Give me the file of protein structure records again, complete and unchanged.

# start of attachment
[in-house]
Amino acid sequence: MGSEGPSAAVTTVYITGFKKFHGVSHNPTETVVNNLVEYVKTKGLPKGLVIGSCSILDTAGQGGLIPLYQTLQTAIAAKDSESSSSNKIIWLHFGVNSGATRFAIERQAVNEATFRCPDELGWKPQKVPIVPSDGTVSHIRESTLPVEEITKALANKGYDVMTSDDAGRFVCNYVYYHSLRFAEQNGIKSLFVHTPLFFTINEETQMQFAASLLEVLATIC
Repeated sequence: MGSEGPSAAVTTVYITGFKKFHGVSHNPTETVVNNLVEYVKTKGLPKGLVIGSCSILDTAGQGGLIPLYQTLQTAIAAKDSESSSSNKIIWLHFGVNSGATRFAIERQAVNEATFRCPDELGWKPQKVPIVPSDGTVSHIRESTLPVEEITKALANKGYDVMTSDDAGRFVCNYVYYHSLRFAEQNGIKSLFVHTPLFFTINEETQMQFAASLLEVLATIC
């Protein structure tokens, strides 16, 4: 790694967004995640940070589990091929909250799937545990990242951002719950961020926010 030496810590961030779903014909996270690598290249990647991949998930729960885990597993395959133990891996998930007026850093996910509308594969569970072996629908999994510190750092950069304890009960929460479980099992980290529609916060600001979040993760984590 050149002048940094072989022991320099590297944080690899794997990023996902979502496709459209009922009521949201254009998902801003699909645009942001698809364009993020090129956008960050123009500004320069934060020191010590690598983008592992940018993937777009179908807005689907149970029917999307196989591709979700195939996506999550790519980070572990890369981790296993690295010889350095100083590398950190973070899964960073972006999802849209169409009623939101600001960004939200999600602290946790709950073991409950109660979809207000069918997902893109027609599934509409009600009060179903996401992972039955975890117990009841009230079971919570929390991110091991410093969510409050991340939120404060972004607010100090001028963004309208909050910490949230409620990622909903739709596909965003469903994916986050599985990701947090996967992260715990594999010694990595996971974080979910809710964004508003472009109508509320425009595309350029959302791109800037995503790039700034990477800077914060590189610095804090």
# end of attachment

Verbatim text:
[in-house]
Amino acid sequence: MGSEGPSAAVTTVYITGFKKFHGVSHNPTETVVNNLVEYVKTKGLPKGLVIGSCSILDTAGQGGLIPLYQTLQTAIAAKDSESSSSNKIIWLHFGVNSGATRFAIERQAVNEATFRCPDELGWKPQKVPIVPSDGTVSHIRESTLPVEEITKALANKGYDVMTSDDAGRFVCNYVYYHSLRFAEQNGIKSLFVHTPLFFTINEETQMQFAASLLEVLATIC
Repeated sequence: MGSEGPSAAVTTVYITGFKKFHGVSHNPTETVVNNLVEYVKTKGLPKGLVIGSCSILDTAGQGGLIPLYQTLQTAIAAKDSESSSSNKIIWLHFGVNSGATRFAIERQAVNEATFRCPDELGWKPQKVPIVPSDGTVSHIRESTLPVEEITKALANKGYDVMTSDDAGRFVCNYVYYHSLRFAEQNGIKSLFVHTPLFFTINEETQMQFAASLLEVLATIC
């Protein structure tokens, strides 16, 4: 790694967004995640940070589990091929909250799937545990990242951002719950961020926010 030496810590961030779903014909996270690598290249990647991949998930729960885990597993395959133990891996998930007026850093996910509308594969569970072996629908999994510190750092950069304890009960929460479980099992980290529609916060600001979040993760984590 050149002048940094072989022991320099590297944080690899794997990023996902979502496709459209009922009521949201254009998902801003699909645009942001698809364009993020090129956008960050123009500004320069934060020191010590690598983008592992940018993937777009179908807005689907149970029917999307196989591709979700195939996506999550790519980070572990890369981790296993690295010889350095100083590398950190973070899964960073972006999802849209169409009623939101600001960004939200999600602290946790709950073991409950109660979809207000069918997902893109027609599934509409009600009060179903996401992972039955975890117990009841009230079971919570929390991110091991410093969510409050991340939120404060972004607010100090001028963004309208909050910490949230409620990622909903739709596909965003469903994916986050599985990701947090996967992260715990594999010694990595996971974080979910809710964004508003472009109508509320425009595309350029959302791109800037995503790039700034990477800077914060590189610095804090």